The Price of Avoiding Taxes

I want to buy a bond fund. Should I consider a tax-exempt bond fund or a taxable fund?

Question: Where can I find information explaining how to select a bond fund and whether I should consider a tax-exempt bond fund over a taxable bond fund?

Answer: Bonds and the bond market can be confoundingly complex. That's why the average investor looking for some exposure to fixed-income securities (a fancy name for bonds) might do better buying a bond fund than trying to select individual bonds. The next decision is what type of bond fund to choose. As it turns out, though, you don't have to think very hard about whether tax-exempt, or municipal, bond funds should be part of the mix. That choice is all but made for you, since it comes down to your tax bracket. Generally, only high-income investors will find this type of fund worth their while.

Tax-exempt bond funds invest in bonds that are issued by states or local municipalities — California, say, or New York City. These muni bonds are issued to help pay for everything from bridges to dormitories at public universities. The feds are barred from taxing the interest on most state and local bonds, and many local governments will also exempt their own citizens from taxes on bonds they issue. So the income on muni-bond funds is free of federal income taxes, and can be free of federal, state andlocal taxes. There are plenty of choices of such triple-tax-free funds for residents of large, high-tax states like New York or California. If you live in a smaller state for which there is no muni-bond fund offering, you might consider a national bond fund, which can hold municipal bonds from anywhere in the country and are free of federal taxes. (Only the portion of its income that comes from the state in which you reside would be free of state or local taxes, however.)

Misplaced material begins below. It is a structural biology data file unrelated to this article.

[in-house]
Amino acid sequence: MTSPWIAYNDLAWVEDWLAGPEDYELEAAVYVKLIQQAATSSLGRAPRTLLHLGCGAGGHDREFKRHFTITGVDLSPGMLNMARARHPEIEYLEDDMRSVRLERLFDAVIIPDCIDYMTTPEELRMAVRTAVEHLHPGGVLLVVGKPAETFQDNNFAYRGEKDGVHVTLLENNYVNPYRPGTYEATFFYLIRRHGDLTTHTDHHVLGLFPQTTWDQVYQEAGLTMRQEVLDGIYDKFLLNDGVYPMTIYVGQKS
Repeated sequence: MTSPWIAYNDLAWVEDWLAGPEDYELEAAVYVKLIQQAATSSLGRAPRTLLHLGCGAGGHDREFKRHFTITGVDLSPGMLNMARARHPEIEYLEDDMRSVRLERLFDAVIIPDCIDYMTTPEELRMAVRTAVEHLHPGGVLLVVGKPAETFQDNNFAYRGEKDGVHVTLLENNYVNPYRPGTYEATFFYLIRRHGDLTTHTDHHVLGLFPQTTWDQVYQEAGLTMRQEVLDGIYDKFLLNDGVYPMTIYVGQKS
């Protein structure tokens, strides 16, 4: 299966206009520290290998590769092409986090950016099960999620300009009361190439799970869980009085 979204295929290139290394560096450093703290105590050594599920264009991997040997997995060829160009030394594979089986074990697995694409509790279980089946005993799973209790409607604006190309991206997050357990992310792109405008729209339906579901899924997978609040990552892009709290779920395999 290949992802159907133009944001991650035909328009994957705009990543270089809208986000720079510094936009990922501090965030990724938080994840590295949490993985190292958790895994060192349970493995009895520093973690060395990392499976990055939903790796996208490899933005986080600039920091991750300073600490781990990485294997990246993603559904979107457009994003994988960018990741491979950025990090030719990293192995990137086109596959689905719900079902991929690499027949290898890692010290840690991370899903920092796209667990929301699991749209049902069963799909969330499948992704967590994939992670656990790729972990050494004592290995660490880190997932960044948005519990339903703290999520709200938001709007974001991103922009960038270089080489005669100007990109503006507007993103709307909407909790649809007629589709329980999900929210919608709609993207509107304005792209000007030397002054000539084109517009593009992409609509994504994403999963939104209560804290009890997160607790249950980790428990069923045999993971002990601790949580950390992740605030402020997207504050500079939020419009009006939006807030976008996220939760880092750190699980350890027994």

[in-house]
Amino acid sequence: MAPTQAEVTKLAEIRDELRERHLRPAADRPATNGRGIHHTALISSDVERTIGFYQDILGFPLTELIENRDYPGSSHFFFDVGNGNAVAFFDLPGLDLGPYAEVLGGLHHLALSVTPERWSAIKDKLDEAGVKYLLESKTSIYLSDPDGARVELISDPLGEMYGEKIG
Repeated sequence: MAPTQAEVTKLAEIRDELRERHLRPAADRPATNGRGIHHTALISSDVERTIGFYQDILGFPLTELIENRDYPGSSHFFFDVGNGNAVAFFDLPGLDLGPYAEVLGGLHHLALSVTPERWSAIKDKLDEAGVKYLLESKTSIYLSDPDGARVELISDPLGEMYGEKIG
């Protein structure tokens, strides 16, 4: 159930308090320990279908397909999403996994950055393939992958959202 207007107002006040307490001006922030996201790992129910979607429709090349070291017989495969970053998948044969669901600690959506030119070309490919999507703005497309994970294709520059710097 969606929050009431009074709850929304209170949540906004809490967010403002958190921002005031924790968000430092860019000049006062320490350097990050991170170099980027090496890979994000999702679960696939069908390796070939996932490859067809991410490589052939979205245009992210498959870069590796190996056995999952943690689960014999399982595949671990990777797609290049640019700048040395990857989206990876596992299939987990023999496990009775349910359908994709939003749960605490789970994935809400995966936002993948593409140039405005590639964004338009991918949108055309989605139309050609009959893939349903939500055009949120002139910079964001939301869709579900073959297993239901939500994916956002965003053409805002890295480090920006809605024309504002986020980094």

At first glance, choosing a muni fund over a taxable bond fund would seem like a no-brainer. After all, who wants to pay taxes? Trouble is, the issuers of municipal bonds know investors will get the tax break, so they can get away with offering lower yields, or rates of interest. As of the end of November, according to Morningstar, the average national intermediate muni-bond fund has a 12-month total return of 7.57% and a yield of 4.22%, while the average taxable intermediate bond fund has a 12-month total return of 10.27% and a yield of 5.65%, according to Morningstar.

Only investors in high tax brackets would benefit from sacrificing income in exchange for a smaller tax hit, says Alan Papier, a mutual-fund analyst at Morningstar. For example, someone in the top federal bracket of 39.1% who bought a national intermediate term muni fund with a yield of 4.2% would have to find a taxable bond fund that yielded more than 6.90% to get a comparable return. But an investor in the 15% bracket would only have to find a taxable bond fund that yielded more than 4.94% to beat the tax savings of a muni-bond fund, and that's not hard to do. Generally, only investors in the 28% bracket or higher should consider municipal funds, advises Scott Kahan, a certified financial planner in New York City. Remember, though, to include state and local income-tax rates in your calculations if you live in a high-tax locality where a state-specific muni fund is an option.

Bear in mind, too, that only the income from muni funds is tax-exempt. Bond funds may also produce capital gains as the underlying bonds rise in market value, which they may do during periods of falling interest rates. And those capital gains are taxable.

Another way of avoiding taxes on your income would be to simply hold a taxable bond fund in a tax-deferred account like a 401(k) or IRA, says Papier. This strategy wouldn't make sense, however, for someone investing in bond funds for the regular income. With tax-deferred vehicles, you won't be able to touch your money before retirement without triggering a penalty.

There are other things you should look at besides the yield and the total returns of a muni fund. As with any fund, you'll want to look at the fees, which you should compare to those of other funds in the same category to make sure they're competitive. You should also check out the average credit quality of the bonds within the fund. Watch out for funds that hold bonds that are unrated by the major credit-rating agencies like Standard & Poor's or Moody's. Since such bonds often go unrated to avoid a low rating, you'll want to give them a wide berth unless you know you've got an experienced fund manager with a good track record at the helm, says Kahan.